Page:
Intersectionality in Mental Health graphic (jpg)

Canadian Mental Health services have undergone massive reform in the past decade, but while these changes made it easier for some to get help, many feel they’re still being left behind.

While improvements in mental health care provided many privileged, white, heteronormative individuals avenues they need to seek help, these changes often overlook many marginalized groups. 

The gap is especially clear in mental health counselling and treatment, where Black, Indigenous and people of colour are underrepresented and underserved by a system that often neglects to understand their unique experiences. 

Advocates from Western University’s Active Minds and Ethnocultural Support Services recognize that conversations surrounding mental health need to take into account how different religions, cultures and races shape students' lived experiences.

ESS and Active Minds co-hosted an event March 12 where representatives from both organizations facilitated a discussion focused on the specific experiences and needs of marginalized students when it comes to mental health services.

“The BIPOC community on campus is pretty underrepresented, so we wanted to create a safe space at Conversation X so that these marginalized groups have an environment where they feel safe to talk about their issues,” says Elizabeth Wei, a third-year medical science student.  

According to Mani Ahluwalia, an advocacy executive on Active Minds and third-year health science student, the event also aimed to educate student groups on the complexity of intersectional mental health and advocate to Western for better support.

“[A lot of people] want a healthcare professional that represents their intersectionality,” says Aluwalia. “Whether that’s race, gender, sexuality, for example, people find it easier to speak to someone who relates in that sense.”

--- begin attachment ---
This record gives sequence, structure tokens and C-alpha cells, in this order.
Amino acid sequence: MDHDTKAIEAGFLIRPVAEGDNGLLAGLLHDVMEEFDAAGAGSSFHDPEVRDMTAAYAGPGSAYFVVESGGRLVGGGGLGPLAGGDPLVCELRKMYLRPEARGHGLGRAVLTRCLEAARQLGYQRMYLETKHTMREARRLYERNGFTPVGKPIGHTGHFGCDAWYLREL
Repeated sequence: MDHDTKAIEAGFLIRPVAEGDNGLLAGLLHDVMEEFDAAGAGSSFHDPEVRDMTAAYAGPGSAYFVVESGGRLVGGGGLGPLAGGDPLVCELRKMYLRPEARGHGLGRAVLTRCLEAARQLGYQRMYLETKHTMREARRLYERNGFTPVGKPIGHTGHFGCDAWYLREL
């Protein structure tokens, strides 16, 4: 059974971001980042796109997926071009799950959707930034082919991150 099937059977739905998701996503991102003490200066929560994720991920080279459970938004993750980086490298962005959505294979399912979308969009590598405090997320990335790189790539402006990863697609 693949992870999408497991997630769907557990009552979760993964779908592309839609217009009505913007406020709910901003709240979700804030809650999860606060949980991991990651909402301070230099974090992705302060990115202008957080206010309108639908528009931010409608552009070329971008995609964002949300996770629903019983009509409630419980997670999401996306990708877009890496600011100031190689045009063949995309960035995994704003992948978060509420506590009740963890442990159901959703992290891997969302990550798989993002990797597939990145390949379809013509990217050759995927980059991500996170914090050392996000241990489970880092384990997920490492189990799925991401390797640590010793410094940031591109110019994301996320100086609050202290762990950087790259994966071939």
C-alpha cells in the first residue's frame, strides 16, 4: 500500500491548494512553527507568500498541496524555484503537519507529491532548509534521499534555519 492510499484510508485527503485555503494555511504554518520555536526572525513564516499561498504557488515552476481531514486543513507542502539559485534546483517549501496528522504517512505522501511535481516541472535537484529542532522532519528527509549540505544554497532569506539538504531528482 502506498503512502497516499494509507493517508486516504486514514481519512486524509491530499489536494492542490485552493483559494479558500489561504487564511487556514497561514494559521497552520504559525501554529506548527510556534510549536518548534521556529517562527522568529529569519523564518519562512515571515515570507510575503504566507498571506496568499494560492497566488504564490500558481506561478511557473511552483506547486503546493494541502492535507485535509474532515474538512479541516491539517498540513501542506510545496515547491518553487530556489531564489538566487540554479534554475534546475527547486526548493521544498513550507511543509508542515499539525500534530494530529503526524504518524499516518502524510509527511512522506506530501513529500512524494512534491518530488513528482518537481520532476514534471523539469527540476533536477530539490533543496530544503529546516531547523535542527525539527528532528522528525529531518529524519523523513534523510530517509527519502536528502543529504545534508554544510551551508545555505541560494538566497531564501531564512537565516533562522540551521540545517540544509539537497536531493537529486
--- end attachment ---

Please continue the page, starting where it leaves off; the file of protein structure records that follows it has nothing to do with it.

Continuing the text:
Aluwalia says Western must consider these needs to better support students of colour and fix the gaps in their own mental health services.

“When you reach out to see a counsellor you don’t get to choose who your counsellor is, you reach out to health services, book an appointment and you get who you get. Students might want to pick someone that they can identify with, but they don't always have that option,” she says.

Zahra Fatina, a third-year health science student and ESS communications executive, says the lack of diversity within the healthcare field can prevent marginalized individuals from seeking counselling to begin with.

“This is a very complex issue, as it has to do with the people who are employed already in health services, and who have the privilege of breaking into these fields,” says Fatina. “One way to improve racial and culturally-sensitive health care, is to improve representation in these fields.” 

Fatina says this does not involve employing only people of colour for these roles, but also people of different sexual orientations and those coming from historically marginalized communities.   

Through the addition of diverse counsellors and psychiatrists, targeted communities may feel more comfortable approaching support services.

But, even with increased representation among counselling staff, systematic barriers also tend to dissuade marginalized individuals from reaching out.

“Mental health support is extremely expensive and it’s not covered by OHIP or insurance, so you do really oftentimes have to pay out of pocket,” says Aluwalia. “A lot of racialized people specifically don't have job benefits that cover these services.”

According to Fatina, greater diversity among student leaders, like sophs and University Students’ Council representatives, as well as within faculty and administration, is crucial to help decision making bodies understand the unique perspectives and needs of marginalized students. 

Wei, Aluwalia and Fatina said Western should also work to decolonize its curriculum in order to better serve its students. 

“Students shared that [they had taken] courses that missed out on addressing the real root causes of certain issues,” says Aluwalia. “History courses for example, wouldn't really touch on colonization. A lot of students found that professors might like tiptoeing around the issue rather than telling it how it is.” 

Fatina added that “in certain curriculums, the reading list is very Eurocentric. In a lot of students’ experiences, it tries to reinforce this idea that Western culture has a bit of an upper hand.” 

Moving forward, Active Minds aims to bring these issues to stakeholders and gather more information regarding changes students want to see in Western’s mental health services and policies.


News Editor

Rebekah Rodrigues is a News Editor for volume 114. Email her at

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